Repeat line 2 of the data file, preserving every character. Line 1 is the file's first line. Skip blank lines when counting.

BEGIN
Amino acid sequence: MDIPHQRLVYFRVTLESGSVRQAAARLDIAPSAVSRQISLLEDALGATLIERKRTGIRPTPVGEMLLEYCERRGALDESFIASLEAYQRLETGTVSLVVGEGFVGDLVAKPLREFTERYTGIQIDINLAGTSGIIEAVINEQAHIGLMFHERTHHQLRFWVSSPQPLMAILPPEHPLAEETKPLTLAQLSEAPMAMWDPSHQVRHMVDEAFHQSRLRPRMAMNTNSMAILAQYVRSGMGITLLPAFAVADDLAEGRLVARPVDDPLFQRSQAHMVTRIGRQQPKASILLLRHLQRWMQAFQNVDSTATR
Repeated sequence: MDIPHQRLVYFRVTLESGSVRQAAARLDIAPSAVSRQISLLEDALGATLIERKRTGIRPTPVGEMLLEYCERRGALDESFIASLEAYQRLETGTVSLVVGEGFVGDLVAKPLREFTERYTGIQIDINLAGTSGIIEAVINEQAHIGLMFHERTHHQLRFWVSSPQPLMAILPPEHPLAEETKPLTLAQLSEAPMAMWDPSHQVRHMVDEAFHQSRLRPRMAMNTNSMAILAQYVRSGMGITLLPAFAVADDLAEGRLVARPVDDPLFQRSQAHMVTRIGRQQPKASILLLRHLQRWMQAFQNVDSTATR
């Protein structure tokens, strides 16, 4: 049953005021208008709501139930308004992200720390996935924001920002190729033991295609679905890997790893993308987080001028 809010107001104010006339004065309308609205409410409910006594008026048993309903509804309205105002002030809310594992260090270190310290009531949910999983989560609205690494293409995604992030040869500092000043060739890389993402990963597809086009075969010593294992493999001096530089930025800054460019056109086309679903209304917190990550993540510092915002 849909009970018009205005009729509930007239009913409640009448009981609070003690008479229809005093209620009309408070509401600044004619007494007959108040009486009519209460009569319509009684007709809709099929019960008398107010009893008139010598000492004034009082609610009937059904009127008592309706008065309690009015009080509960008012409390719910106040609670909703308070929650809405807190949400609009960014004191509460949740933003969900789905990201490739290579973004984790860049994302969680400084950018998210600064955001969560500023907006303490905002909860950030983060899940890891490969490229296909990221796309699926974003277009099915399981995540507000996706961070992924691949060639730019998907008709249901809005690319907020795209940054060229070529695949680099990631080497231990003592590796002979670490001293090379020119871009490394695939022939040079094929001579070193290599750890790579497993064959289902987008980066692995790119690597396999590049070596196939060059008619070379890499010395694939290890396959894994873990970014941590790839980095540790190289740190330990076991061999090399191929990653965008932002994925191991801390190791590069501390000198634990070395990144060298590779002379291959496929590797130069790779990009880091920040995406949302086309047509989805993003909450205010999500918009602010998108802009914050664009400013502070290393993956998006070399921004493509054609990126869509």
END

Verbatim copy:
Repeated sequence: MDIPHQRLVYFRVTLESGSVRQAAARLDIAPSAVSRQISLLEDALGATLIERKRTGIRPTPVGEMLLEYCERRGALDESFIASLEAYQRLETGTVSLVVGEGFVGDLVAKPLREFTERYTGIQIDINLAGTSGIIEAVINEQAHIGLMFHERTHHQLRFWVSSPQPLMAILPPEHPLAEETKPLTLAQLSEAPMAMWDPSHQVRHMVDEAFHQSRLRPRMAMNTNSMAILAQYVRSGMGITLLPAFAVADDLAEGRLVARPVDDPLFQRSQAHMVTRIGRQQPKASILLLRHLQRWMQAFQNVDSTATR